Stakeholder-based Impact Scoring (SIS) is a participatory assessment method aimed at predicting the impact of a policy or project prior to its implementation by quantifying and visualising the negative and positive impacts on stakeholders. It leads to ‘impact scores’ based on objective assessments of effects from data or expert views, and the subjective weighting of these effects by the affected stakeholders. SIS is especially helpful when a decision is not about choosing the ‘best’ option, but about modifying and mitigating a project throughout the course of its implementation.

  • Enhanced Decision Support: Supports decision making and inter-stakeholder learning by providing insights into the impacts of projects and policies and the distribution of benefits and burdens.

  • Alternative Analysis Approach: Provides an alternative to cost-benefit analysis by disaggregating impacts to specific stakeholder groups and does not require a translation of effects into financial terms

  • Simplified Decision Scenarios: Does not require an exhaustive set of mutually exclusive decision alternatives but only one option and a do-nothing scenario (as opposed to Multi-Criteria Analysis).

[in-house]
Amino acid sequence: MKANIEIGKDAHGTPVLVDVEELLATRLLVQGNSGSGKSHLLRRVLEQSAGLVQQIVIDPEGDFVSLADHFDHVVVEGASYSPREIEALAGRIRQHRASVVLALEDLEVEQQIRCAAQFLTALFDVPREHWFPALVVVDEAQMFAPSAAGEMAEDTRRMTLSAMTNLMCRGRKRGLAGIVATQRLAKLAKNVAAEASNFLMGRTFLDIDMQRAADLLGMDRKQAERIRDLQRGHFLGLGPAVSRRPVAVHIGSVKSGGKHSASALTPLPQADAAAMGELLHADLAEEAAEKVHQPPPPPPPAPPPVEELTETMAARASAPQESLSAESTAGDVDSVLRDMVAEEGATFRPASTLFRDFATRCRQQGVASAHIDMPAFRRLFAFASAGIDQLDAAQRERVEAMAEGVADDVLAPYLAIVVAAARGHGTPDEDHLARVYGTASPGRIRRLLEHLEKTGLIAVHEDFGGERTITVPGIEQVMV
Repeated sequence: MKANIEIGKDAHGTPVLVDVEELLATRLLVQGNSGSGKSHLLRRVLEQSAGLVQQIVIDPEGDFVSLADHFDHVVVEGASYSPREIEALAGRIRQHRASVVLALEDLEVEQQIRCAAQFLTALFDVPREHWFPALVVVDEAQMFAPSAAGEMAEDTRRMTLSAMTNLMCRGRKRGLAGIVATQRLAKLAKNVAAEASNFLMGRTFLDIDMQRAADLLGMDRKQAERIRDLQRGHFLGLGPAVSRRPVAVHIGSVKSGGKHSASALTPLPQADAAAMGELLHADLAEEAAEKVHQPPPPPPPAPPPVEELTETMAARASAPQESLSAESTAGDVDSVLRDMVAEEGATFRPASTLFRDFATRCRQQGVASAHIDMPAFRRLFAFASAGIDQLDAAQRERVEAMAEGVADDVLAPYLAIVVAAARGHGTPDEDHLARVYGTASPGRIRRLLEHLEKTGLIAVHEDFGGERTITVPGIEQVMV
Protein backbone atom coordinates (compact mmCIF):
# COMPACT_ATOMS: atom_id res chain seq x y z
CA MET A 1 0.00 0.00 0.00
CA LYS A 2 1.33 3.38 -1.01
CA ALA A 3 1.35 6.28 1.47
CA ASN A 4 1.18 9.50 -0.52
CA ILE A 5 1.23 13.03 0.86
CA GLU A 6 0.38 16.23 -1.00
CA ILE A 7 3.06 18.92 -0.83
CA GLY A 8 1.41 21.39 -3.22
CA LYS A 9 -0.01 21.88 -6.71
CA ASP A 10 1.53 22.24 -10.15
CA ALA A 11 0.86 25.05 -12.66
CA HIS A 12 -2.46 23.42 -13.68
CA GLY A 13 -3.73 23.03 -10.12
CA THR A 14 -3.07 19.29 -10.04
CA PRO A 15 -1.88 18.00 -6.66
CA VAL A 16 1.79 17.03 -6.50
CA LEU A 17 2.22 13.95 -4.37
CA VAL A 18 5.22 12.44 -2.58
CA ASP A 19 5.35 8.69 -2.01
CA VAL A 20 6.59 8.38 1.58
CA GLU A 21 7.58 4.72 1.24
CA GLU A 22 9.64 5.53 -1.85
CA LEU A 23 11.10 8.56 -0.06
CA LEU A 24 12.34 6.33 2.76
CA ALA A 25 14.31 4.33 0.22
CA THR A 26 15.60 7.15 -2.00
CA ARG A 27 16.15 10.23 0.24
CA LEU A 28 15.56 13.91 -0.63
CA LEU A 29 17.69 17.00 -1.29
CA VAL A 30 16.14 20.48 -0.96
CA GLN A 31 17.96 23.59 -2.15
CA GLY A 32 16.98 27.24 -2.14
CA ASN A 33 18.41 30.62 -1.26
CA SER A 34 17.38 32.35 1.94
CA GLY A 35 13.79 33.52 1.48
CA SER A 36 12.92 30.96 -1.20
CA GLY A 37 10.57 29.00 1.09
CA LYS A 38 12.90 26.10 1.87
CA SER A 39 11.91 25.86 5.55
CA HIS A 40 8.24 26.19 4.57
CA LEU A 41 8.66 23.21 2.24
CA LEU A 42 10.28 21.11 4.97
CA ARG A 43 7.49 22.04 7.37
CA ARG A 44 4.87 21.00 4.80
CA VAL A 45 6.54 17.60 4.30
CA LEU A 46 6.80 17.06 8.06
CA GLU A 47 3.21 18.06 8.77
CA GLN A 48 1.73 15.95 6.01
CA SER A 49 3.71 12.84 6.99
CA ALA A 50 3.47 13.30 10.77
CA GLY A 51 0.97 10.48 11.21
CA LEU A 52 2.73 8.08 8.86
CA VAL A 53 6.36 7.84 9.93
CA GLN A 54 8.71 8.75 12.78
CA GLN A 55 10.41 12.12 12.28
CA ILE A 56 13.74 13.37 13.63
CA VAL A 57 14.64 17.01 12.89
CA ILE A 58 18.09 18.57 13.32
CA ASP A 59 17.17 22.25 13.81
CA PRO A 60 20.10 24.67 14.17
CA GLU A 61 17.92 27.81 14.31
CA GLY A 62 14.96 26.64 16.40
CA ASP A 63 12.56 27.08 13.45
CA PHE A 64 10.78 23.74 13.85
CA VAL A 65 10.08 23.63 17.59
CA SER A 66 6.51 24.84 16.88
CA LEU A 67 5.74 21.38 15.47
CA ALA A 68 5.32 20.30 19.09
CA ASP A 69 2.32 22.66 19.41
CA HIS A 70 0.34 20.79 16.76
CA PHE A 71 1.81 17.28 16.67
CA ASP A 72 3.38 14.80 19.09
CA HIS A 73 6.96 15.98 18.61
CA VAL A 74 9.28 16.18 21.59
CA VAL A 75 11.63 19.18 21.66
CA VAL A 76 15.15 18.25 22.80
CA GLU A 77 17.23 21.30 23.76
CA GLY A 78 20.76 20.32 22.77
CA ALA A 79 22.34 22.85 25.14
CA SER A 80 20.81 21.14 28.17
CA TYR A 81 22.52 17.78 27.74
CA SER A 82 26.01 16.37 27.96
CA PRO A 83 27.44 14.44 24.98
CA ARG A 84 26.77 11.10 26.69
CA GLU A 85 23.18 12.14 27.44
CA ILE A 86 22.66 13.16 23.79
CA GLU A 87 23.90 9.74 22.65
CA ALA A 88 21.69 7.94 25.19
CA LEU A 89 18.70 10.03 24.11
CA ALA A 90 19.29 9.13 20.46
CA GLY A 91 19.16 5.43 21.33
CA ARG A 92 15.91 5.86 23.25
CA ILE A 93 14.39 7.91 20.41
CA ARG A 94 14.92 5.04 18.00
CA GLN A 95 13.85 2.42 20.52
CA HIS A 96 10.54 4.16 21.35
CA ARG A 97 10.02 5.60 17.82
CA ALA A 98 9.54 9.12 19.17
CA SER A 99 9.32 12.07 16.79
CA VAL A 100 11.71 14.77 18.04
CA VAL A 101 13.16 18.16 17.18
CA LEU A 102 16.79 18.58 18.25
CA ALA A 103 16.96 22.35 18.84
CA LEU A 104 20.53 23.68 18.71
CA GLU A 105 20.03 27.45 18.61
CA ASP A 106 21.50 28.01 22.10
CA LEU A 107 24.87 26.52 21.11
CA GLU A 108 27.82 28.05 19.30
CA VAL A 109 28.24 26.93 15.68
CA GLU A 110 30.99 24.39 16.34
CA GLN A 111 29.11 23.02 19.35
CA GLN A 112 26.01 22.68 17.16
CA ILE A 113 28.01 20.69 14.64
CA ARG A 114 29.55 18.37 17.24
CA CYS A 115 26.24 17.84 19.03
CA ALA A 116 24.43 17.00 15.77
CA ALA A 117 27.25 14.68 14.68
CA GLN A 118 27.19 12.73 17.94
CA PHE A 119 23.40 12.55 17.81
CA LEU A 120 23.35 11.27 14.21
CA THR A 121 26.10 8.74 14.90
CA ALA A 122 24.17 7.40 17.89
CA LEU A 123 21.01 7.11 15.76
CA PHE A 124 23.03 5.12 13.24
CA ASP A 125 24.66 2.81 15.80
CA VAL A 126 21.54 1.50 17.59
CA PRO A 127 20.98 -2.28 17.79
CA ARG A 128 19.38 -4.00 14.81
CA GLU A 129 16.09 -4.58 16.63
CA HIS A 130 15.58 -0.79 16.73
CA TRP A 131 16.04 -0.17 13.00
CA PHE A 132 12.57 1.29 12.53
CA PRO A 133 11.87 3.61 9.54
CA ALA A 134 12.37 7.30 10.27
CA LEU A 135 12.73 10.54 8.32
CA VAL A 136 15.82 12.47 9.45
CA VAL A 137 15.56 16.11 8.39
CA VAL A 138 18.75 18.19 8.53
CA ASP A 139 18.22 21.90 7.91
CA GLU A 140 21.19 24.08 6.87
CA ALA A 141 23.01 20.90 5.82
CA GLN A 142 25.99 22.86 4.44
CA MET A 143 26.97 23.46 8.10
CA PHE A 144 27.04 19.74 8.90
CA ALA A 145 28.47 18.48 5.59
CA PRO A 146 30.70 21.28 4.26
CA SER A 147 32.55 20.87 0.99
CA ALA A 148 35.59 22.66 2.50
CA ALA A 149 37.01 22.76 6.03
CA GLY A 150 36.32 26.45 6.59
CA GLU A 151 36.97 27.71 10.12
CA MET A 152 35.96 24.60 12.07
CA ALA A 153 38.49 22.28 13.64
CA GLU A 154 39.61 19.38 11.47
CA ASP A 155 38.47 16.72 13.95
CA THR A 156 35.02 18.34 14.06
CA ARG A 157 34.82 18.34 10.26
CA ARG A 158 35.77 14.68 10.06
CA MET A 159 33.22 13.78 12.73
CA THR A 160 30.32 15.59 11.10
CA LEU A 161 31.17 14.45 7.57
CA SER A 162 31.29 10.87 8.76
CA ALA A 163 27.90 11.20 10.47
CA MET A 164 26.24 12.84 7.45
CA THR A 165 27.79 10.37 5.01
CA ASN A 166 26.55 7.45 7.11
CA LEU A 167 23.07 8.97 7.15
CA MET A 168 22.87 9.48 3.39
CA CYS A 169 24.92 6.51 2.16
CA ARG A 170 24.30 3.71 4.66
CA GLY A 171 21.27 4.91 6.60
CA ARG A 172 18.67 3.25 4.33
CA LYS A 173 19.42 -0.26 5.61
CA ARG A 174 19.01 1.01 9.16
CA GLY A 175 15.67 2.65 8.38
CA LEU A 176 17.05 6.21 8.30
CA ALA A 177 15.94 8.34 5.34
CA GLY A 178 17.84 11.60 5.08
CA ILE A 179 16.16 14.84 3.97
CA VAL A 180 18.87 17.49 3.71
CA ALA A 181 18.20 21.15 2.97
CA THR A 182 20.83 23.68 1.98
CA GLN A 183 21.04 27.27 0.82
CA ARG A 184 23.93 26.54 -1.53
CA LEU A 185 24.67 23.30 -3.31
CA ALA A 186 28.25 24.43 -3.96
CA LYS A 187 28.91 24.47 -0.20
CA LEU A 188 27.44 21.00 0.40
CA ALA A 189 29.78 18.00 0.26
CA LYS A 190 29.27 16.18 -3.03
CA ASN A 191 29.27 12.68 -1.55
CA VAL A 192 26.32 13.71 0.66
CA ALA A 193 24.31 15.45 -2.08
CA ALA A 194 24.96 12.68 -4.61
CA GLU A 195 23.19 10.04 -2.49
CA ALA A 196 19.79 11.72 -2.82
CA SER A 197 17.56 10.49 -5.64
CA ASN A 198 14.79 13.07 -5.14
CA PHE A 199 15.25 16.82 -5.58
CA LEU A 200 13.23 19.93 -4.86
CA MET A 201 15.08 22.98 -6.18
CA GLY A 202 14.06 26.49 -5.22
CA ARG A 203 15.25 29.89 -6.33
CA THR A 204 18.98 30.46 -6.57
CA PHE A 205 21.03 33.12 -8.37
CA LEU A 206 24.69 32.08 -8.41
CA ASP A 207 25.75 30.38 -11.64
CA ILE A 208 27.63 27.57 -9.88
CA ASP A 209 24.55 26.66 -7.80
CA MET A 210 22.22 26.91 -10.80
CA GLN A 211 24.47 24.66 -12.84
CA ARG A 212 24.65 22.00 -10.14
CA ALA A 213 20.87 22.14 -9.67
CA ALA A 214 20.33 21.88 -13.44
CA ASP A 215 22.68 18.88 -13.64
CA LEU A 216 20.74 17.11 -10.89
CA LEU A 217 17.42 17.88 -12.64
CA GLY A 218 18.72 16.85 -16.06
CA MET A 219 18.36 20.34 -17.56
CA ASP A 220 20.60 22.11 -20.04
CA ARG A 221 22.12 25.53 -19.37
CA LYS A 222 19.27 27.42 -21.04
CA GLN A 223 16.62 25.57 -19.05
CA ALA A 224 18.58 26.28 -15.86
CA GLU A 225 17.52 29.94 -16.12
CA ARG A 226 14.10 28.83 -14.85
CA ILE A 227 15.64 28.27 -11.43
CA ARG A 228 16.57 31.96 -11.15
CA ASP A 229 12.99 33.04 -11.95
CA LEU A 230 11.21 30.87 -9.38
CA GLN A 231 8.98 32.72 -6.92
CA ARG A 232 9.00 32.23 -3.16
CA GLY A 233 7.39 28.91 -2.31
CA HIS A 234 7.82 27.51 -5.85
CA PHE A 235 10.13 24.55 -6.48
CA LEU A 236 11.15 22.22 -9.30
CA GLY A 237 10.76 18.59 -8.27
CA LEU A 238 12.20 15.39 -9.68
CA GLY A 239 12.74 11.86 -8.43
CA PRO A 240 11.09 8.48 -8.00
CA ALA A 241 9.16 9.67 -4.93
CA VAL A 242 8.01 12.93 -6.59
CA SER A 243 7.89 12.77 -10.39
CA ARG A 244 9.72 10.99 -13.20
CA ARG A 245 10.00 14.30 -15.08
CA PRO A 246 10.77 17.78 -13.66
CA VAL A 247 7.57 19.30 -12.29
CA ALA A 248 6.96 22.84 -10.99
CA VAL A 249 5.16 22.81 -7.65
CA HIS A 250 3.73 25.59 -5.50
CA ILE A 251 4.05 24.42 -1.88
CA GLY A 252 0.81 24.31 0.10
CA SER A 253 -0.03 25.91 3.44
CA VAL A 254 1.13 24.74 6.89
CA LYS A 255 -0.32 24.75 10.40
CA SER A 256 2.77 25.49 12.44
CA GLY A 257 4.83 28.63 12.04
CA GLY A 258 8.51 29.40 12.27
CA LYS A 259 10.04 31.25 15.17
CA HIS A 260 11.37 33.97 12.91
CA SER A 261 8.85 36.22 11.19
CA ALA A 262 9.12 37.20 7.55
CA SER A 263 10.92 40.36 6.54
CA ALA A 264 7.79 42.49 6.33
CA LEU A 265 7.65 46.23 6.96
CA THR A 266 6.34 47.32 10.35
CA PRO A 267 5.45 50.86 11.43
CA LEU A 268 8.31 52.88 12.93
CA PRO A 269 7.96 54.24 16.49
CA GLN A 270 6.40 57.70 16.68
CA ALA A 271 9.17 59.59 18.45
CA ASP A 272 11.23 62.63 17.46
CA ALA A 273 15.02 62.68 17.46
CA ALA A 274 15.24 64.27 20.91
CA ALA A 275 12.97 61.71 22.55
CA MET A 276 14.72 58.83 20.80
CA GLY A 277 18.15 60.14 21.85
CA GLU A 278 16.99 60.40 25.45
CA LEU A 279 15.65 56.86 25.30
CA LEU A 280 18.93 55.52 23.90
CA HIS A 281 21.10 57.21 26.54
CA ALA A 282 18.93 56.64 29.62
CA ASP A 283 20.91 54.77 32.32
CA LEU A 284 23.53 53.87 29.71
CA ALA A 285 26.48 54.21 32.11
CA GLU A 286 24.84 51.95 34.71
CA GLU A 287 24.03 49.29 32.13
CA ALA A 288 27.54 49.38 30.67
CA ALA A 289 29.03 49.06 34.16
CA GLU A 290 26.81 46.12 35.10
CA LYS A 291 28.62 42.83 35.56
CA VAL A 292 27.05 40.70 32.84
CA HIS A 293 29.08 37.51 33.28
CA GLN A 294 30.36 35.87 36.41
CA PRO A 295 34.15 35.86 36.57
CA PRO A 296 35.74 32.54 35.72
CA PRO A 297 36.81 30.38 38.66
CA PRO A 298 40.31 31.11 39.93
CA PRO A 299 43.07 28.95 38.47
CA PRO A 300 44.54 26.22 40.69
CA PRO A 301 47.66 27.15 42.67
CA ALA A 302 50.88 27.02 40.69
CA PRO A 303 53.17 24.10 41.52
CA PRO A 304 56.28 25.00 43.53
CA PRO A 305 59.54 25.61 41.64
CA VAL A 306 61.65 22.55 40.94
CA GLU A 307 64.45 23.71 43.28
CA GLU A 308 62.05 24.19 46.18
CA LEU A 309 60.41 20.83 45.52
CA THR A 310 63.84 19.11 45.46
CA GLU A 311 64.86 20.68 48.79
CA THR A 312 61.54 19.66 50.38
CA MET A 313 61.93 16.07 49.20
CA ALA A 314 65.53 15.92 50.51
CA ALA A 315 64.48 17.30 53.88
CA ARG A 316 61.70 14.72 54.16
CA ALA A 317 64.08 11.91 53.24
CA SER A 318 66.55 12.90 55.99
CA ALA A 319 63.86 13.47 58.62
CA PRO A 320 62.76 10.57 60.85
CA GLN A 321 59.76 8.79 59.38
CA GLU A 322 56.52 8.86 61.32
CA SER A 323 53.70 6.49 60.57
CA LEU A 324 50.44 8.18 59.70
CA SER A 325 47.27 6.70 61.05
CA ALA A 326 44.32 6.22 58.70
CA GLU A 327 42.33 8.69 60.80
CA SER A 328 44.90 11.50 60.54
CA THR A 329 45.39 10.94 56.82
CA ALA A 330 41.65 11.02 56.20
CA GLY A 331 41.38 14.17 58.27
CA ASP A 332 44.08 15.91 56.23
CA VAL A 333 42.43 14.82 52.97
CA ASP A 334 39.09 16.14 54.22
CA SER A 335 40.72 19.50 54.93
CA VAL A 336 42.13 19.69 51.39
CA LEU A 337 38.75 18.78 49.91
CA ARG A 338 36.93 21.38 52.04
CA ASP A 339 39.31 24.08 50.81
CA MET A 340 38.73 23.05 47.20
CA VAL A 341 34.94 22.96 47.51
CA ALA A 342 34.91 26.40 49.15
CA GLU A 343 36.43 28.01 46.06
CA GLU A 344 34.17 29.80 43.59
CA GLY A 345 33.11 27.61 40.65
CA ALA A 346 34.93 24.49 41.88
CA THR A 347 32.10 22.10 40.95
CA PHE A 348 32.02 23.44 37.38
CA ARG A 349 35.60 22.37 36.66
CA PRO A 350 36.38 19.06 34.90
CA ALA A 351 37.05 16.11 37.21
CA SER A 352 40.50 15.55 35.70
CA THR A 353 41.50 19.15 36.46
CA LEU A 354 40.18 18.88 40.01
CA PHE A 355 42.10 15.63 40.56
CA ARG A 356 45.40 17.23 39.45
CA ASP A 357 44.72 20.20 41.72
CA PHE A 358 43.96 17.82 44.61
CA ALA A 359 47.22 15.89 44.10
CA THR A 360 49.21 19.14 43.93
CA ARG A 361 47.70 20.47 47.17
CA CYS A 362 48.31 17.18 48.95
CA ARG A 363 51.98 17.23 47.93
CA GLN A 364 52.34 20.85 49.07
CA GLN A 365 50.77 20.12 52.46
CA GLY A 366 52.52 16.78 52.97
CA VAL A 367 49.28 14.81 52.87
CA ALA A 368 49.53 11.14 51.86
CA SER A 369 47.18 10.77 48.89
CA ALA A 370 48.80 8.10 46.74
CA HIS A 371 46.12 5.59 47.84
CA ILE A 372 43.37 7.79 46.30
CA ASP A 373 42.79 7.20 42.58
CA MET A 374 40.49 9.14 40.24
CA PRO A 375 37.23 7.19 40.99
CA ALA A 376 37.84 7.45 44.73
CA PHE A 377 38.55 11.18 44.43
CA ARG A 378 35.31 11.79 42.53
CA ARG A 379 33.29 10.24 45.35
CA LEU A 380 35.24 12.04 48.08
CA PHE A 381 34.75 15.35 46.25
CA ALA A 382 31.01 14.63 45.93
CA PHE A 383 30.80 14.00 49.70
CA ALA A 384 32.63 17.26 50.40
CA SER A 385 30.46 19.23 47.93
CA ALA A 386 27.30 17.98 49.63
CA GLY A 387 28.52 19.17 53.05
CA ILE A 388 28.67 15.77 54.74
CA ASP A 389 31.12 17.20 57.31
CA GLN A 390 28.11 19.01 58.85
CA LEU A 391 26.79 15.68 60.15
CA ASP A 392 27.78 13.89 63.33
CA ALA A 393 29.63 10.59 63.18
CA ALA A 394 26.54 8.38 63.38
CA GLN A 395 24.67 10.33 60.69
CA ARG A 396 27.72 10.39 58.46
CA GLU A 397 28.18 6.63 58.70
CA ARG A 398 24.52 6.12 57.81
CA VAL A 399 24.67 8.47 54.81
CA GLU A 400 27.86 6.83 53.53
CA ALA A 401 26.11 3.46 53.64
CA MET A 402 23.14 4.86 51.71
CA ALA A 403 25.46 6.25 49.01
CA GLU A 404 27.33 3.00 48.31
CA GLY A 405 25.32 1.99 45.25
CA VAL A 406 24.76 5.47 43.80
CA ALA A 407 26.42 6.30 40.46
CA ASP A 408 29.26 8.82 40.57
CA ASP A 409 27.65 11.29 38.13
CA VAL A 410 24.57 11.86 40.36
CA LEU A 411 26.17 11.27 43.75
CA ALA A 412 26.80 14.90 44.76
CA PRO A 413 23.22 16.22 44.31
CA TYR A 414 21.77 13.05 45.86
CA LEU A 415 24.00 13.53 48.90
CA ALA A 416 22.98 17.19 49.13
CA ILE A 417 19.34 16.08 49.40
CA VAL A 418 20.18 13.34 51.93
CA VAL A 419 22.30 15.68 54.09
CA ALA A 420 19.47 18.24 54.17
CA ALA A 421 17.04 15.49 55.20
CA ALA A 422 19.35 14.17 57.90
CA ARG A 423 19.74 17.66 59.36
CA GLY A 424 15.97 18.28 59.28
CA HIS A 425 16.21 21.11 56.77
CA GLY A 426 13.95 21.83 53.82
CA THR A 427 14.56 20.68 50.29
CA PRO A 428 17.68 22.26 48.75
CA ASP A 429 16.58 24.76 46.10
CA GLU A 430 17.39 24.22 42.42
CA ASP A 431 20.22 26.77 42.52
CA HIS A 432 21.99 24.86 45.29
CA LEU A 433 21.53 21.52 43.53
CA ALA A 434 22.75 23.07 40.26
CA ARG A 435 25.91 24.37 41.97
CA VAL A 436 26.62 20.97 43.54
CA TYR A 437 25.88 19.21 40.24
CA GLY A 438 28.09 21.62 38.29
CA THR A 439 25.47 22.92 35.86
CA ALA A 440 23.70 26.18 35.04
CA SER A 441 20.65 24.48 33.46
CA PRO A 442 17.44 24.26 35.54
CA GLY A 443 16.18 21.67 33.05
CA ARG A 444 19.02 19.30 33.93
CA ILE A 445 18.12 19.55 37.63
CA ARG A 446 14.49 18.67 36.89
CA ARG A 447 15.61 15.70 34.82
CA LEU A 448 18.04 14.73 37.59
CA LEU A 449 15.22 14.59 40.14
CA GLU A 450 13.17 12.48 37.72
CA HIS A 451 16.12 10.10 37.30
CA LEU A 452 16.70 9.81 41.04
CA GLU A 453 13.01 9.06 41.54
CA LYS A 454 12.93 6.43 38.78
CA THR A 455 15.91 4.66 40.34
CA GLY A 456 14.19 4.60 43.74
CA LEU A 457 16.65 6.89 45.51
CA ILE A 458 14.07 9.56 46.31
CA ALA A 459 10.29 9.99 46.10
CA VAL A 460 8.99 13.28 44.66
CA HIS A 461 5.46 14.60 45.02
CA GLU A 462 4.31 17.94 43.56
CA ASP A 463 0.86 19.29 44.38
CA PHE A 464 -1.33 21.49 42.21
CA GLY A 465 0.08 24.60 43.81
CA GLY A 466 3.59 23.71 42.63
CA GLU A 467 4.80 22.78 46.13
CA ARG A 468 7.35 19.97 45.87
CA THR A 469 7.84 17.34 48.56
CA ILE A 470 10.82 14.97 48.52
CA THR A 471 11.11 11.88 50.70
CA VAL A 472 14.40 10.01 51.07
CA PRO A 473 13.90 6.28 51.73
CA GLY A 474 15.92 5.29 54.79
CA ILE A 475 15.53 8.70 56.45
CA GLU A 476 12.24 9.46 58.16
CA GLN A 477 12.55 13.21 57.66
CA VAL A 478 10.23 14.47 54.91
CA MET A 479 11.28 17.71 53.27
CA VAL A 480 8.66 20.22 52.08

• Data availability: Like any model, accuracy of outputs depends on quality of inputs, but data for performance scores can be hard to find and will always be an estimate.

  • Participation: engaging a representative sample of participants can be hard and participants may not easily be able to identify or weight all impact factors.

  • Interpreting output: SIS is a tool to explore impacts, it does not ‘tell’ you what the impact of different options definitely will be.


MOBRU: An elevated motorway in Brussels is heavily used by commuters, but needs costly renovation. It also generates lots of nuisance for neighbouring residents. Would it be wise to tear it down? How would residents, commuters and transport operators be affected? The MOBRU project explored this problem.


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